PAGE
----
How many PvE players dream of becoming a market mogul, feared by killers due to the trading empire they have built from the ground up? PvP goes beyond just who does the most damage swinging a sword, yet in too many MMO’s that’s exactly the extent of it. In a game like EVE, the ‘carebears’ also engage in PvP, it’s just behind the scenes. They do battle with buy orders, finding rare spots to mine ore before someone else does, and undercutting the competition to force them out of your trading area. Rather than just mass selling all your drops to some NPC, the pilots in EVE must find the best possible place to sell their items, and those conditions are 100% player controlled. There are no NPC’s who stand around and accept all the useless junk you want to dump on them for some quick profit.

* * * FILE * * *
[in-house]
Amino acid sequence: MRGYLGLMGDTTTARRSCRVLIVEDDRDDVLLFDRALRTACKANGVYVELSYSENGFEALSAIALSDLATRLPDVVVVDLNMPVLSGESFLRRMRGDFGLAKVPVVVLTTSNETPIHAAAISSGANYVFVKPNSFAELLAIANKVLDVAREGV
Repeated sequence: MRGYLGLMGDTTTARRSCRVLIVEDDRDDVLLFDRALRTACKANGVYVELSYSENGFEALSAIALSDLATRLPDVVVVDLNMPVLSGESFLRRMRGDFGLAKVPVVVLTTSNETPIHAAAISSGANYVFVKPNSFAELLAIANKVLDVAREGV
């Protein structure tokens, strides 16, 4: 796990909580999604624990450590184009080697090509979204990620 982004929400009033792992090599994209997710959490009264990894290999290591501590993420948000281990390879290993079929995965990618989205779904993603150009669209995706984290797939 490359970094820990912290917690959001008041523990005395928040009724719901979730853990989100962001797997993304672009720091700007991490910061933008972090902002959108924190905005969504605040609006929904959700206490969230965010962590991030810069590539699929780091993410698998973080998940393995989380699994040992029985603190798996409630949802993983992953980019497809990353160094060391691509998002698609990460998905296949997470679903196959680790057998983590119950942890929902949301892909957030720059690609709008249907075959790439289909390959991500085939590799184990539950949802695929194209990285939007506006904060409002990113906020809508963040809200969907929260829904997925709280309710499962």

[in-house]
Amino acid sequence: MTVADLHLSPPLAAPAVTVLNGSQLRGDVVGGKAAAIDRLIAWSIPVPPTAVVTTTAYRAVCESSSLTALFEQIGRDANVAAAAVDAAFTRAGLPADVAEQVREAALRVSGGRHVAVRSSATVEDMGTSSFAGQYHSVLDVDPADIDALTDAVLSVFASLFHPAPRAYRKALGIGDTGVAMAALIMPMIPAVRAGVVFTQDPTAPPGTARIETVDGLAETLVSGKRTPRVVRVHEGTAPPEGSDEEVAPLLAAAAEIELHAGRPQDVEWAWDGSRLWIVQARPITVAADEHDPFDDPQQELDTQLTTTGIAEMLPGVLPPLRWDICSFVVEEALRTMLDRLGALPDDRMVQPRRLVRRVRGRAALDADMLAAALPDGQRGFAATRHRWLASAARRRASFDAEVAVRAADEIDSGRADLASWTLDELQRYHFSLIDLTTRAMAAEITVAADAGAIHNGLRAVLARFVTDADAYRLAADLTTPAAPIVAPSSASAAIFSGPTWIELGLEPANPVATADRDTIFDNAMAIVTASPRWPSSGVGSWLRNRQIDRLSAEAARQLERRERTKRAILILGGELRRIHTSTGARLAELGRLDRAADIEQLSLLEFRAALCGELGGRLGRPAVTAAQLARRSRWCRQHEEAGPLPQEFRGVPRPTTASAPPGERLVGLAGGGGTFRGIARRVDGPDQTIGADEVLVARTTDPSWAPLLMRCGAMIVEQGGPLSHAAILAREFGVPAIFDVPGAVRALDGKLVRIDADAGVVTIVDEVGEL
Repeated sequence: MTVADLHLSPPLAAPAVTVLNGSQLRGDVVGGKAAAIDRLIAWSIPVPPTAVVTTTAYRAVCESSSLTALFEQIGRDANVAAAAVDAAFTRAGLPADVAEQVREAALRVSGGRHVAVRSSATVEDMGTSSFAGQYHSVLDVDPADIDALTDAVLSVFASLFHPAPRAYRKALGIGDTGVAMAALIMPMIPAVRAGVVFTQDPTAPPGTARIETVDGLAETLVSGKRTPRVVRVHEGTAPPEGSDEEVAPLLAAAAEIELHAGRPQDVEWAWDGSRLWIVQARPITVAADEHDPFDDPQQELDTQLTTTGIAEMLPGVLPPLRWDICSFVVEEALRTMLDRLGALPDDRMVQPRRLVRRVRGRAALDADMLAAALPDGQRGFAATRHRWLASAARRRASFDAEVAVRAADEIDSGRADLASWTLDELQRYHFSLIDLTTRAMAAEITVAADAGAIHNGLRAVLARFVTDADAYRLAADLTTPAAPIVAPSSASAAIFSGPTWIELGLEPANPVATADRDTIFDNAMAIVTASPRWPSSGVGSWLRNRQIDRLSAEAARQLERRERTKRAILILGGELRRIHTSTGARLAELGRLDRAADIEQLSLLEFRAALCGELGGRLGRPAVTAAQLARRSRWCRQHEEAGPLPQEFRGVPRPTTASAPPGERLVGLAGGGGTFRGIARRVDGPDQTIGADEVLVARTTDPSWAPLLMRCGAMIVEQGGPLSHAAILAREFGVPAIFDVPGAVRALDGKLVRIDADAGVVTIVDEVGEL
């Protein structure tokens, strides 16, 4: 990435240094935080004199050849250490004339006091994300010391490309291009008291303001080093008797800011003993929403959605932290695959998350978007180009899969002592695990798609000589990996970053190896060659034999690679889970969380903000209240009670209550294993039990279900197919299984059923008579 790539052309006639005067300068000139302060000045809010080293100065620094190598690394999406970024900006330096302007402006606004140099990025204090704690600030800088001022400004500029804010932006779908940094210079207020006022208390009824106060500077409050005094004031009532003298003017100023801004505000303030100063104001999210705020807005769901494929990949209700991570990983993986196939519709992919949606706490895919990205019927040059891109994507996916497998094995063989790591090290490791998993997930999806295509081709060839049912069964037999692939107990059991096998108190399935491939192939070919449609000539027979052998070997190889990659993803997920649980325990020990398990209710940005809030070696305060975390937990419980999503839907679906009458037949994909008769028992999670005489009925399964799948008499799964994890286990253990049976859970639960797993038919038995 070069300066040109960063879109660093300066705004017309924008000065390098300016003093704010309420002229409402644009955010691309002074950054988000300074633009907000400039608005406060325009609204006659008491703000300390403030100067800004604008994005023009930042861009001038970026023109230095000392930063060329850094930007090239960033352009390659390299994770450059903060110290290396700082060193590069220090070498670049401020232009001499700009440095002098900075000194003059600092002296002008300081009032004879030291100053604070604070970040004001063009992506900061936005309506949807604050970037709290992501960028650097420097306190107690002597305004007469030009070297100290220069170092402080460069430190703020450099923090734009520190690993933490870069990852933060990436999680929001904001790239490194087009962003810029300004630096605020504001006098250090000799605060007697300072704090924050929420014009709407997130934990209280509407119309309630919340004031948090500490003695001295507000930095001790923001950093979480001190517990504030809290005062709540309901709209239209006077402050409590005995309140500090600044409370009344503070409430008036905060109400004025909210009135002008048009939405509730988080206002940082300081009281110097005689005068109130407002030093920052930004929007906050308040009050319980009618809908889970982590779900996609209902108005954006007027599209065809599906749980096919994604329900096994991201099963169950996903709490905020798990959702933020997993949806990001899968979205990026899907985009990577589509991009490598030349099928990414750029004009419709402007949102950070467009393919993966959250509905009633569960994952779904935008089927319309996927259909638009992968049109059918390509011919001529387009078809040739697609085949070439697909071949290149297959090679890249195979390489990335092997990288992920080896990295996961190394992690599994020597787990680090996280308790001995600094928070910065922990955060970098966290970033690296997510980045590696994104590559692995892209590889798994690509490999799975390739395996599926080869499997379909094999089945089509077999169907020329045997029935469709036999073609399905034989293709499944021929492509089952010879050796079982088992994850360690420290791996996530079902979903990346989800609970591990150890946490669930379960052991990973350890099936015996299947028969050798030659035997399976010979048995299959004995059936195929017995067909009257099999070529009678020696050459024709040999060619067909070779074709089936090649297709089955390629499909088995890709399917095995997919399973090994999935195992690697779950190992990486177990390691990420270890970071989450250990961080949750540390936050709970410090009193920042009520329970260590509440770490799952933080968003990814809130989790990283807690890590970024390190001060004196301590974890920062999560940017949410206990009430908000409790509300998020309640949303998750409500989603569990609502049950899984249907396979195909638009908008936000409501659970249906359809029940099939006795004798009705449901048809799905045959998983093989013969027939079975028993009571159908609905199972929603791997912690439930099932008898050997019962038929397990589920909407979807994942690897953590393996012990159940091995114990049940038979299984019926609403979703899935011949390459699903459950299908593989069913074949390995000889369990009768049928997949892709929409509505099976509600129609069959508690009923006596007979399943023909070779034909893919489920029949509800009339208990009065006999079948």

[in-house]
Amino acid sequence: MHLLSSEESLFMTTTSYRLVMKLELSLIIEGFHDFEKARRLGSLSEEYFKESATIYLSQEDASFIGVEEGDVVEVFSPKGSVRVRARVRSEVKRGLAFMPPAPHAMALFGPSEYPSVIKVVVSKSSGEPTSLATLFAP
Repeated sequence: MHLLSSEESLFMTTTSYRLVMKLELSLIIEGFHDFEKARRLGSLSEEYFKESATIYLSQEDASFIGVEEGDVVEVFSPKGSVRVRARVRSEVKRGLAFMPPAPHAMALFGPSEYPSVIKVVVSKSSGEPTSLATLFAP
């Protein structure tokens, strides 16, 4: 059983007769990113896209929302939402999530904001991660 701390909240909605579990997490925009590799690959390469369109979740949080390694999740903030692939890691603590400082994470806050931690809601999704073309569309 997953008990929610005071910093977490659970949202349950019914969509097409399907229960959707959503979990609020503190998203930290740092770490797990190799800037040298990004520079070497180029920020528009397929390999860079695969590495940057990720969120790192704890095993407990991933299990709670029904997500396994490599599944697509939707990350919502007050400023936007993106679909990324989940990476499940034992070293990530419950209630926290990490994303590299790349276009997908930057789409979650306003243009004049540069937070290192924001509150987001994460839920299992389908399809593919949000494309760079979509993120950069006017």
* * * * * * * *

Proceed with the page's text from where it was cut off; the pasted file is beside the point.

There are countless other factors that play into the equation, but the basis remains the same; in order to maintain a healthy, vibrant virtual world (not a hop on, go for an on-rails ride), you need to empower both the PvPer and the ‘carebear’. The smartest, most dedicated players should rise to the top, regardless if they focus on mining or ganking. Ignore one, and soon both sides suffer.

About SynCaine

Former hardcore raider turned casual gamer.
This entry was posted in EVE Online, MMO design, PvP, World of Warcraft. Bookmark the permalink.

14 Responses to The carebear and the ganker, best friends forever.

  1. mandrill says:

    Its an argument that I use often, when a pirate tries to insult me or someone else by calling them a ‘carebear’. I’ll paraphrase my speil here:

    “You like that ship you fly? You like having Tech II guns to fit to it? You like having ammo to fire from it? You wouldn’t have any of that without carebears. Without carebears you would have nothing to shoot and nothing to shoot at it. So STFU and go blow stuff up to your heart’s content, just remember where your ammo comes from, n00b”